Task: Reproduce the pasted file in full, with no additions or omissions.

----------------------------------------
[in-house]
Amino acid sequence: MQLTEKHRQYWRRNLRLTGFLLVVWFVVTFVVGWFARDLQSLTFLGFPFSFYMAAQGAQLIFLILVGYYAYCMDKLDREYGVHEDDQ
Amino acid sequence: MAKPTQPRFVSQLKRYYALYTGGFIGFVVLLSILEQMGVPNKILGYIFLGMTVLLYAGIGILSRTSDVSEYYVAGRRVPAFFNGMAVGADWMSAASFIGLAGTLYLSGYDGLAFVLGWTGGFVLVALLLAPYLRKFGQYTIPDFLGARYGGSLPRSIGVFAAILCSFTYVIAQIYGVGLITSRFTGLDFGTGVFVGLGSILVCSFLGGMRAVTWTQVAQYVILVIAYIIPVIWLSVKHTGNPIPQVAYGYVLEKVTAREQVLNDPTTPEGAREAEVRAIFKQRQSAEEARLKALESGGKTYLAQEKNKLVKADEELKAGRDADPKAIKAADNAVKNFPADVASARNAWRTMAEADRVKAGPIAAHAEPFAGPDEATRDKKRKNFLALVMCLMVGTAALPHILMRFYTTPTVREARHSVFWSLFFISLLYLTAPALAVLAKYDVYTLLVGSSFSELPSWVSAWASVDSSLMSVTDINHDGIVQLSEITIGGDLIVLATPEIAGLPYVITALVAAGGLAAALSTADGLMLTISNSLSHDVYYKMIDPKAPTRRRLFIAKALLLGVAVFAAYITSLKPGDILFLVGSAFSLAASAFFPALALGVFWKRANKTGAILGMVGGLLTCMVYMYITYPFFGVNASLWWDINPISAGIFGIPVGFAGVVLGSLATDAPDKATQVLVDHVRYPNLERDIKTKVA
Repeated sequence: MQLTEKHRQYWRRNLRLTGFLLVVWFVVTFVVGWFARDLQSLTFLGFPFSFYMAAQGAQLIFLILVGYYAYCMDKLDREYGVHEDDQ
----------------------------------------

[in-house]
Amino acid sequence: MQLTEKHRQYWRRNLRLTGFLLVVWFVVTFVVGWFARDLQSLTFLGFPFSFYMAAQGAQLIFLILVGYYAYCMDKLDREYGVHEDDQ
Amino acid sequence: MAKPTQPRFVSQLKRYYALYTGGFIGFVVLLSILEQMGVPNKILGYIFLGMTVLLYAGIGILSRTSDVSEYYVAGRRVPAFFNGMAVGADWMSAASFIGLAGTLYLSGYDGLAFVLGWTGGFVLVALLLAPYLRKFGQYTIPDFLGARYGGSLPRSIGVFAAILCSFTYVIAQIYGVGLITSRFTGLDFGTGVFVGLGSILVCSFLGGMRAVTWTQVAQYVILVIAYIIPVIWLSVKHTGNPIPQVAYGYVLEKVTAREQVLNDPTTPEGAREAEVRAIFKQRQSAEEARLKALESGGKTYLAQEKNKLVKADEELKAGRDADPKAIKAADNAVKNFPADVASARNAWRTMAEADRVKAGPIAAHAEPFAGPDEATRDKKRKNFLALVMCLMVGTAALPHILMRFYTTPTVREARHSVFWSLFFISLLYLTAPALAVLAKYDVYTLLVGSSFSELPSWVSAWASVDSSLMSVTDINHDGIVQLSEITIGGDLIVLATPEIAGLPYVITALVAAGGLAAALSTADGLMLTISNSLSHDVYYKMIDPKAPTRRRLFIAKALLLGVAVFAAYITSLKPGDILFLVGSAFSLAASAFFPALALGVFWKRANKTGAILGMVGGLLTCMVYMYITYPFFGVNASLWWDINPISAGIFGIPVGFAGVVLGSLATDAPDKATQVLVDHVRYPNLERDIKTKVA
Repeated sequence: MQLTEKHRQYWRRNLRLTGFLLVVWFVVTFVVGWFARDLQSLTFLGFPFSFYMAAQGAQLIFLILVGYYAYCMDKLDREYGVHEDDQ